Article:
The Great Wall (3D)
Cert: 12A / 103 mins / Dir. Zhang Yimou / Trailer
We definitely need a word for that thing when you expect a film (book, play, album) to be entertainingly dreadful and it surprisingly isn't, although it's still by no means a great experience. But then, we're in the third week in February, which is traditionally the time when all the big studios release their A-game material*1, so what better than Matt Damon as an unconvincing mercenary trekking across China in search of the mythical and new-fangled Black Powder™ to surreptitiously take back to Europe for nefarious purposes? Except FURIOUS METEOR LIZARDS*2! OMG!
Yes, this is the tale (self-professed 'legend', admittedly) of an early doors extra-terrestrial invasion - the very thing the wall was built for, to keep marauding lizard-beasts out of the capital city. Except the film's opening title-cards tell us that construction took over 1,700 years, and I can't imagine many attackers sitting patiently for over a millennia and a half just saying "it's alright, we'll wait". Unless the Chinese just happened to be building a wall anyway, of course. And it's lucky that the meteor landed on the far-side of that wall really, isnt it? Speaking of which, they might have got it finished sooner (and used a hell of a lot less masonry) if they'd built the thing in a straight line, surely? It's all over the place. But y'know, it'd be foolhardy to list logical inconsistencies in a movie where Matt Damon's character is walking around with an American accent in the 13th century*3. Foolhardy lists are just my thing.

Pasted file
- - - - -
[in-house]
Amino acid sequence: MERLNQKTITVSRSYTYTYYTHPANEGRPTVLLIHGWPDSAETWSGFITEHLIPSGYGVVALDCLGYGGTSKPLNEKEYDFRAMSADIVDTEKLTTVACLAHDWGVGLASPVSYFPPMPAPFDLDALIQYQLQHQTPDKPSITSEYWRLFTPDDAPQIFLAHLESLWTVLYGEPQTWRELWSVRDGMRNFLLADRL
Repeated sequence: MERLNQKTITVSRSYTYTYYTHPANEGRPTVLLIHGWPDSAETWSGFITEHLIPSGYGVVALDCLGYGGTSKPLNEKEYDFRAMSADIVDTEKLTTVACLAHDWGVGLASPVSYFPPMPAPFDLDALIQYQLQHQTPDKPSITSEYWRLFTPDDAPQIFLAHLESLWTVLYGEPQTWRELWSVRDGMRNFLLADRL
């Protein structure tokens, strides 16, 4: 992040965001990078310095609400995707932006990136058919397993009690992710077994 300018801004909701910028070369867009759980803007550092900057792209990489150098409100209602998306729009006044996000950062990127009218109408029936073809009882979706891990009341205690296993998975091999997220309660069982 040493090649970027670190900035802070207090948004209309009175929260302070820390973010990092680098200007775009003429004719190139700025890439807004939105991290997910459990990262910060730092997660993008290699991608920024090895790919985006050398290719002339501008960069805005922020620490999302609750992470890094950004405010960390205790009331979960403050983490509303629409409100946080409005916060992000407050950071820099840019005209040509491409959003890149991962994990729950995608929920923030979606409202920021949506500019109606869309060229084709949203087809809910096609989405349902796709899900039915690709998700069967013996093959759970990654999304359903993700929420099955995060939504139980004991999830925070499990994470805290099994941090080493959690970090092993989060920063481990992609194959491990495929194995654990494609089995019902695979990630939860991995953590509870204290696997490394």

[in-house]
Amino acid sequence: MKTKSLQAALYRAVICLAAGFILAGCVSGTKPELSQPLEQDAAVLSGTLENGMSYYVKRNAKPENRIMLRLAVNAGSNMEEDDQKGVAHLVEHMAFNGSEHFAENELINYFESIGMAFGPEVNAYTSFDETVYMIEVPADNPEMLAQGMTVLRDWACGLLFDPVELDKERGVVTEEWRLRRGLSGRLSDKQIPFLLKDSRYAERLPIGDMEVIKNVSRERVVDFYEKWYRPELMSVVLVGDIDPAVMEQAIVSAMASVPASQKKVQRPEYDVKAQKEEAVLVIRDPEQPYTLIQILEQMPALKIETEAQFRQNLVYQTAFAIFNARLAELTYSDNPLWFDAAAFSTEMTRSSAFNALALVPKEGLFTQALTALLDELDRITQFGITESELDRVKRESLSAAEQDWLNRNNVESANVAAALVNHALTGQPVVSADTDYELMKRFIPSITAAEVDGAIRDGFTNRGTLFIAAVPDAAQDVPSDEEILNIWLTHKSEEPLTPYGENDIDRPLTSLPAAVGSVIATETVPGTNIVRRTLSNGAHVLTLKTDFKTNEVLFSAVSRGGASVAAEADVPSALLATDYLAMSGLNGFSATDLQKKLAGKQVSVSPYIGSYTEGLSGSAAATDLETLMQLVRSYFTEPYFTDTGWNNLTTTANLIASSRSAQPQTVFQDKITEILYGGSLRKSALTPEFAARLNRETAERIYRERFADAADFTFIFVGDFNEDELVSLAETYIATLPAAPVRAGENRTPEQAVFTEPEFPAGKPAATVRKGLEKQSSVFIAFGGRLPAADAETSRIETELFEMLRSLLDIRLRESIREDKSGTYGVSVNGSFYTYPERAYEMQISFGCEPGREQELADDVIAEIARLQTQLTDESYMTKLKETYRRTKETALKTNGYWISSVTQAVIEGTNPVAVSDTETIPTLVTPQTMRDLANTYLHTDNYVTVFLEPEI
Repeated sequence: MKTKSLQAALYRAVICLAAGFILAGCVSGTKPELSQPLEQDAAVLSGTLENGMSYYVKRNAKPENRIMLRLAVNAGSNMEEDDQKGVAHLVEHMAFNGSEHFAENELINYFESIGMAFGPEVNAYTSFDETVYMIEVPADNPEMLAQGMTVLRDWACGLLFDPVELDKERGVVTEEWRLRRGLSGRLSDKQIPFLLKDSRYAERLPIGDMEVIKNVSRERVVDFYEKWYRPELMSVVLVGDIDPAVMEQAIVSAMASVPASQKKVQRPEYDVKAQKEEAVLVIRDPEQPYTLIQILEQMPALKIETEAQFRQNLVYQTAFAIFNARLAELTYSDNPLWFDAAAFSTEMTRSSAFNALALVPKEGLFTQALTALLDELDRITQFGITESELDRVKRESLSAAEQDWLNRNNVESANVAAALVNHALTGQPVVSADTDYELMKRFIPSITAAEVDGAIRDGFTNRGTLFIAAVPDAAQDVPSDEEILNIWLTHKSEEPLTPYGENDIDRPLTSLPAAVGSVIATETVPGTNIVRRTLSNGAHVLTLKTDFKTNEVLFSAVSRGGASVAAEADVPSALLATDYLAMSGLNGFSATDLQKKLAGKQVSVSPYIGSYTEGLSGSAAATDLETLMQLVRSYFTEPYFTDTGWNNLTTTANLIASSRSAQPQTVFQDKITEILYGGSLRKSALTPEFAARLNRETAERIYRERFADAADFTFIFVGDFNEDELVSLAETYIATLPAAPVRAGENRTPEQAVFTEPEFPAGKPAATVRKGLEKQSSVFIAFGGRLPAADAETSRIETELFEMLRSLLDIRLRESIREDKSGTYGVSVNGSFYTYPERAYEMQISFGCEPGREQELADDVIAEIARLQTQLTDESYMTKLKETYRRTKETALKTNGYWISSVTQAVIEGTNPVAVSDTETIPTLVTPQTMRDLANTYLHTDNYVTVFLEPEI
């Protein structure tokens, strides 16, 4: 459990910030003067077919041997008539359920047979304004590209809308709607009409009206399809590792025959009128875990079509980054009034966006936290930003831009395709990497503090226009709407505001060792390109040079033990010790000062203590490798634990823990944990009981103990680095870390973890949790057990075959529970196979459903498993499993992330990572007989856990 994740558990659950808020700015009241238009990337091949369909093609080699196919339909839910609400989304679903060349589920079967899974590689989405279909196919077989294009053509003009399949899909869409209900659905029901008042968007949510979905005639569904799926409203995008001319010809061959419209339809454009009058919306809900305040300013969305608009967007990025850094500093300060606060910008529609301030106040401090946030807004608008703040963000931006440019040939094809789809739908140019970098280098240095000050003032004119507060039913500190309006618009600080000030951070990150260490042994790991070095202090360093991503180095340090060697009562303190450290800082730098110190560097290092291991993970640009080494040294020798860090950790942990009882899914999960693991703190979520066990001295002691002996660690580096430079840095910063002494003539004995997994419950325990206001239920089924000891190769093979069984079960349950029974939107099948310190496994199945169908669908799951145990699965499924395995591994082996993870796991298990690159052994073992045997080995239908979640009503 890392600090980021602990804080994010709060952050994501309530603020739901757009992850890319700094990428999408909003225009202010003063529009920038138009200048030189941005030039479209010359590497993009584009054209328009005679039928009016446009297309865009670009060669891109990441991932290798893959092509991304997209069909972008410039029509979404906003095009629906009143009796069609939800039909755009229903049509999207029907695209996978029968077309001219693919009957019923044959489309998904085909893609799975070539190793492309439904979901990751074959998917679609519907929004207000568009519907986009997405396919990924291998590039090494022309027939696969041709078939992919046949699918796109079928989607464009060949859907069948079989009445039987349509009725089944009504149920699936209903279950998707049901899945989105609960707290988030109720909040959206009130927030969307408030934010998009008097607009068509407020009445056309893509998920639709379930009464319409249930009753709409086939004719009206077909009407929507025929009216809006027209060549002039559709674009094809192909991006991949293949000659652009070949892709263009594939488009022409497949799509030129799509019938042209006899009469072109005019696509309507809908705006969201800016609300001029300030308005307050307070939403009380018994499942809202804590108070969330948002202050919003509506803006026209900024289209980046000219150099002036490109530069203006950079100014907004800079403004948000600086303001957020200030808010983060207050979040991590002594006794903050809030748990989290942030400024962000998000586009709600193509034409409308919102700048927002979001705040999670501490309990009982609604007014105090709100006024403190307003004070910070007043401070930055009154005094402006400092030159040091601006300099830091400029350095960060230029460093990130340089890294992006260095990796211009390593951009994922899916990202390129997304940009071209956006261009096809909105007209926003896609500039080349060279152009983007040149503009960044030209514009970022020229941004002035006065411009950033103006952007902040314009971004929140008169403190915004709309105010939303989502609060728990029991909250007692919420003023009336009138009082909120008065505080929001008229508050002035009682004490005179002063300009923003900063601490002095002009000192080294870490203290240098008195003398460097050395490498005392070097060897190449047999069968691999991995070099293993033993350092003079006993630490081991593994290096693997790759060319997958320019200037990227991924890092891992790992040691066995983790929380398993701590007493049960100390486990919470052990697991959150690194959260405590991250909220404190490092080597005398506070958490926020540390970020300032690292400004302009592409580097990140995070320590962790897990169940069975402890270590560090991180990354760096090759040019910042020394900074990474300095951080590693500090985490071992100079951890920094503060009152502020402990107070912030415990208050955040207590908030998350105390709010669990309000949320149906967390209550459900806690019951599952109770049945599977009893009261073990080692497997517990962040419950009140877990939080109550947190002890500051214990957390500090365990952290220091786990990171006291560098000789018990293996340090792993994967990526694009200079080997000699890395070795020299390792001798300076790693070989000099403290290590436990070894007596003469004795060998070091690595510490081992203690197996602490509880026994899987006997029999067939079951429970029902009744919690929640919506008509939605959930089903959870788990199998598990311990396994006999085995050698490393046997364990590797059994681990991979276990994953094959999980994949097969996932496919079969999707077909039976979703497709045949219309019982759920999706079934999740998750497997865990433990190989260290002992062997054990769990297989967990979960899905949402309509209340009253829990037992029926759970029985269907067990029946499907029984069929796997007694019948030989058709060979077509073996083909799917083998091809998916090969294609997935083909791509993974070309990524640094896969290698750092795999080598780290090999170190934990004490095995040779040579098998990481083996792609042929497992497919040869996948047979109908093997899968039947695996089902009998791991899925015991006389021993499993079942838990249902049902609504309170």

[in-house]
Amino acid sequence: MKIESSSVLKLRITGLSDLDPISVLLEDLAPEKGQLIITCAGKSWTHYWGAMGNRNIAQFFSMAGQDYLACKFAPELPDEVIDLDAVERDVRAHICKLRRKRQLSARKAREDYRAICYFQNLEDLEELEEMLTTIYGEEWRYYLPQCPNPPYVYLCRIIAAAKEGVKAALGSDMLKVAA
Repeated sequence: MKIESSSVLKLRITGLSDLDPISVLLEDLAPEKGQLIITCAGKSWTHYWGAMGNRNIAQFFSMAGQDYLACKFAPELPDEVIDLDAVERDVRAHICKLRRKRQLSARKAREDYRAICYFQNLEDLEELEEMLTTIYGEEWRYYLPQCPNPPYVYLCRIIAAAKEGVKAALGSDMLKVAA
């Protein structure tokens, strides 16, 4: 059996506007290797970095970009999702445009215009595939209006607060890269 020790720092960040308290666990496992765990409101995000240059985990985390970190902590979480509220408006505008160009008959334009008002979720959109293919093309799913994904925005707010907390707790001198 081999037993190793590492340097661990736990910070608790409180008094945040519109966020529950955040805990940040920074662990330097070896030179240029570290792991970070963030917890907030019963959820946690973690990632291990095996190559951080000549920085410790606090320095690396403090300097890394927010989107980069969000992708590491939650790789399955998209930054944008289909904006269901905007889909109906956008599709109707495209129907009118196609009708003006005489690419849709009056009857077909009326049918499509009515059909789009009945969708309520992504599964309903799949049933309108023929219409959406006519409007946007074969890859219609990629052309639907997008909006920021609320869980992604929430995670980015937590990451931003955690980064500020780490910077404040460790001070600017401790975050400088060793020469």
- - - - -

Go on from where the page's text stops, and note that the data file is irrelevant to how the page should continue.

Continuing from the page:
So, the film. It's not terrible. But it could be far, far better. It constantly feels like a crass Hollywood reboot of a folk tale, despite only basically having Damon, Pablo Pascal and Willem Dafoe*4. representing the studio-system. There's the feeling throughout that it'd be much stronger with an entirely Chinese cast and completely subtitled dialogue. Although the screenplay has Damon's character as 'a mercenary/trader', there's not any pressing need for him to be 'a westerner'. In fact, the more of a mistrusted-yet-helpful outsider he is, the more objectionable his character becomes. I'd like to say he charms his way over that hurdle, but I'd be incorrect in doing so.
But the audience aren't here for cultural appropriation and inelegant scriptwriting, they want monsters! And monsters they will get, at wearyingly regular intervals. The mindless hive-beasts are richly textured, but feel weightless against the impressive set-dressing and costumes on display. Visually, the film's battle-scenes borrow heavily from World War Z and the Resident Evil movies, like some bizarre celebration of mediocrity.
This happened to be my first 3D screening of 2017, although more by chance (read: convenient performance times) than agenda. Cinematographers Stuart Dryburgh and Xiaoding Zhao do a sturdy job in reminding us what a dreadful combination hand-held cameras and 3D are. And in a bid to get the money's worth out of the stereoscopic conversion, arrows, axes, daggers and shields come flying at the audience with alarming frequency. Which would be fine if the 3D wasn't used so badly elsewhere. One scene will be sharp and have a naturalistic depth of field, then the next will be ghosted all over and have blurred central characters. By which I mean visually blurred. Narratively, they're more bland.